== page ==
Let’s ignore that three of his four wins (including two last night) have come in non-binding caucuses and take a quick look at The Size of the Santorum Surge.
Over at Skippy, Our Leader posted a link to a discussion of whether “Romney’s strengths” could beat Obama. I wisecracked, without looking at the data, that the total Republican votes in all three states were lower than the daily NYC subway ridership.
My bad. That’s not even a ballpark comparison. On its lowest day, the NYC subway averages more than 2,350,000 riders. (That’s a lot of elitists, Newt.) It averages more than three million (3,000,000) on Saturdays, more than four million (4,000,000) riders a day, and more than five million (5,000,000) every weekday.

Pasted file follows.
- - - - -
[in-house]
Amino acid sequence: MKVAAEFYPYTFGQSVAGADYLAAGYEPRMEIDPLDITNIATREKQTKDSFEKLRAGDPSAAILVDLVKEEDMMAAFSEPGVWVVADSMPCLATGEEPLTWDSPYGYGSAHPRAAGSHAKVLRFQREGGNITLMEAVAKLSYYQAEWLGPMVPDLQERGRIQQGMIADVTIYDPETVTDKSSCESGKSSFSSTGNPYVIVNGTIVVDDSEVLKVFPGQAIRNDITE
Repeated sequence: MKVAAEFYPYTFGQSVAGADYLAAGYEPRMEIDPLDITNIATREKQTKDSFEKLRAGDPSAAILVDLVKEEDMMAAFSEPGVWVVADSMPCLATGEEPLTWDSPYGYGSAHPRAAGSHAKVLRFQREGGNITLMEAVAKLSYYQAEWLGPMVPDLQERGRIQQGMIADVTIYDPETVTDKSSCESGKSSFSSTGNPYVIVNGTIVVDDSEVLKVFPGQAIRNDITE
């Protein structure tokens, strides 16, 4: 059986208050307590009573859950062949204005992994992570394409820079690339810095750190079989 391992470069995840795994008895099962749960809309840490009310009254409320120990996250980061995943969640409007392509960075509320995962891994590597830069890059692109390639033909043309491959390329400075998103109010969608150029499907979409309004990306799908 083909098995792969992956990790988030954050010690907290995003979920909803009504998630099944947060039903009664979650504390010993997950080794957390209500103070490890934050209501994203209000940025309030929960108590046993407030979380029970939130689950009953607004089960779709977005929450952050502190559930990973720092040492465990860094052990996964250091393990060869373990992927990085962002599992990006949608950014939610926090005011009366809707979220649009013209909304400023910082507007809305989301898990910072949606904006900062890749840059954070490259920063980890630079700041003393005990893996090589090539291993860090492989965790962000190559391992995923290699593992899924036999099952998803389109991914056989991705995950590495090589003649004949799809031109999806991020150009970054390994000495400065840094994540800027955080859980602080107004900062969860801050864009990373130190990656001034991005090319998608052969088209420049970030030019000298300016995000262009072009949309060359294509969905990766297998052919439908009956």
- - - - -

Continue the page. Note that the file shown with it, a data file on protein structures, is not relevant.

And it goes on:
By comparison, here are the number of votes cast yesterday in Republican primaries/caucuses:
Clearly, we need a smaller comparative to make the turnout appear more impressive. So let’s look at one of my favorite demographic measures, Metropolitan Statistical Areas (MSAs).
Keeping in mind that the MSA includes the areas around the cities named, the total voters in the three Republican elections yesterday would occupy…the 144th largest MSA,* just behind Eugene-Springfield, Oregon (351,715).
The Santorum Surge: Smaller than Peoria (#135), bigger than Kalamazoo (#148).
*I resist saying “Gross!” at this point.